“Beyond the material self”
Is there more beyond the material world? This is probably one of the world’s oldest questions, and the answer is possible that no one knows for sure. In Zen, we talk about awakening, and some have argued that to be awake is to be aware of the full concrete reality, not just the illusions created by the self. So, if we consider all of reality, we must also consider events for which there is no clear explanation and the possibility that all of reality may include an immaterial portion. A well-documented event that puts us face to face with this question of a full reality is the experiences of millions of people when they are close to imminent death or at a time of real crisis. These so-called Near Death Experiences (NDE) have been reported and documented throughout human history. The first systematic study was done by a Swiss mountaineer in 1892, and documented in: “The Experience of Dying from Falls”. These are first-person accounts from interviews with survivors of near-fatal falls including workers who fell from scaffoldings and soldiers surviving serious injuries in war. These accounts have remarkable similarities and report that:
No grief was felt;
No paralyzing fright;
No anxiety nor despair at the prospect of death;
No pain, but a serious calm;
A profound acceptance and lucidity of mind;
A sense of surety.
Between 1975 and 2005, forty-two scientific studies have been published in the literature covering over 2500 people, with strikingly similar results about the content and consequence of the NDE event. Aside from the positive and stimulating nature of these reports, the other surprisingly common trait is that these events involve an unexplainable state of consciousness and memory of such events under seemingly impossible conditions. People are thought to be dead and without brain function reporting events and memories is not possible to explain. The NDE seems to bring with it a memory of perception and events beyond the material, verifiable experiences which despite scientific scrutiny cannot be explained. Hence, the NDE presents an existential crisis, as this state of consciousness and memory raises the question of who or what part of the self is having the experience. Moreover, there is a profound learning quality to this experience, which is always reported to be of the highest life-altering impact. Beyond all common life experiences, possibly 5% of the population have reported such events. NDE offers a window with a direct view into the immaterial part of reality and the spiritual part of the self. Whether one believes or is “awakened” to the existence of a soul, a spirit, or consciousness or not, these events can have a number of important implications: one that the material body and mind are separate and distinct from the spirit or soul, hence the differentiating qualities assigned to the material self are a mere cladding and tells us nothing about the immaterial soul that lives within. The existence of a soul can help explain many of the qualities we see in people, animals, and other living organisms.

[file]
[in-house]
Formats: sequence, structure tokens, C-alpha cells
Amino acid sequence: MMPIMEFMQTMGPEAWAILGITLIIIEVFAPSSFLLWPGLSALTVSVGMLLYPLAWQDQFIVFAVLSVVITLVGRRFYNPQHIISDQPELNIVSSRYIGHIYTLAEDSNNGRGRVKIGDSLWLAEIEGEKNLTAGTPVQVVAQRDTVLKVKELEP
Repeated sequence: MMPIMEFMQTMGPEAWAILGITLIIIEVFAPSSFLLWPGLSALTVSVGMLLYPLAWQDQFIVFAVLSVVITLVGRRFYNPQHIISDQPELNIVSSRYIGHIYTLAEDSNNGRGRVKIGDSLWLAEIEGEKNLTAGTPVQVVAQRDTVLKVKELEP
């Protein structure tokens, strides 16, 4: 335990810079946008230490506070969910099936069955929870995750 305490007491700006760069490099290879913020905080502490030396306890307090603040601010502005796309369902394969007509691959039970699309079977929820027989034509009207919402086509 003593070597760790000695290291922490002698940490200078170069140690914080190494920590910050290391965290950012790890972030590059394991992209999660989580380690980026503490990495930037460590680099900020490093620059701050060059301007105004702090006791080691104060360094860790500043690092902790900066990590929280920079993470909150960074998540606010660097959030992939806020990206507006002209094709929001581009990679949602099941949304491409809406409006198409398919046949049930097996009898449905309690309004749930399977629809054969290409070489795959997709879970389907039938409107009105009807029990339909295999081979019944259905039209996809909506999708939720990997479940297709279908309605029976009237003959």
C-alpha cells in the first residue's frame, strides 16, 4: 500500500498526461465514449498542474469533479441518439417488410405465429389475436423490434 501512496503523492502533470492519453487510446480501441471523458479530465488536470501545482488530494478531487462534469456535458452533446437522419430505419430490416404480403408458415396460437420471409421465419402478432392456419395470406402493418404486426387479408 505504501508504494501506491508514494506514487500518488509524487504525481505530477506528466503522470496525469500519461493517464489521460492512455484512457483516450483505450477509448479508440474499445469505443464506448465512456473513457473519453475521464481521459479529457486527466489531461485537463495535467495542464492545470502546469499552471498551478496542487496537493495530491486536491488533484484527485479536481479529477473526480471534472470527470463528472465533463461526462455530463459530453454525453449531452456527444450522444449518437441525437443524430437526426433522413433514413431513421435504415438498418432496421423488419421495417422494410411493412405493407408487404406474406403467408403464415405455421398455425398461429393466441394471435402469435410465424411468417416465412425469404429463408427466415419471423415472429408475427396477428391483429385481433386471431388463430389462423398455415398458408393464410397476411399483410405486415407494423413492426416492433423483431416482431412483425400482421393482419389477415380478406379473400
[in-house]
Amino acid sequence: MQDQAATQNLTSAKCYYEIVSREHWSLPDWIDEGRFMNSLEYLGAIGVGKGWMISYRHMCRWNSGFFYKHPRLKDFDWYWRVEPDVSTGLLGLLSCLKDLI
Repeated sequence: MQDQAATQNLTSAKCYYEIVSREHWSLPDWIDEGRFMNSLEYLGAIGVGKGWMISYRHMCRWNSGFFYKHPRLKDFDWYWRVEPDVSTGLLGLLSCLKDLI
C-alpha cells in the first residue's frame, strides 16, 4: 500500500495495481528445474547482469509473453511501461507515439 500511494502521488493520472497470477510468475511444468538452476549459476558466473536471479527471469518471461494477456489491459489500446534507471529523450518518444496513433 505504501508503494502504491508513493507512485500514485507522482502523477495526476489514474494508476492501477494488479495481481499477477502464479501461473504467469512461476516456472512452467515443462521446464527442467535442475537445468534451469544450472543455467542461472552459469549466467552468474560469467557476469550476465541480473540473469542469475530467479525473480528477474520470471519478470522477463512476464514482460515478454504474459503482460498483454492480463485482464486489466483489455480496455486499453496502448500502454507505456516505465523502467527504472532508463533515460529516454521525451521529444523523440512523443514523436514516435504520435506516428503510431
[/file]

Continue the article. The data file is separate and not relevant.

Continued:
Regardless of one’s personal attitude toward death and our impermanence, the realization that (something that we may have known as a child), …. we are more than what we see and experience through our senses, and that our existence does not end with the body, is perhaps the most profound and valuable discovery one can make.
2 main reference books:
Consciousness beyond life by Pim van Lommel MD
Evidence of afterlife by Jeffrey Long MD
Youtube interviews of Dr. Lommel There are several of them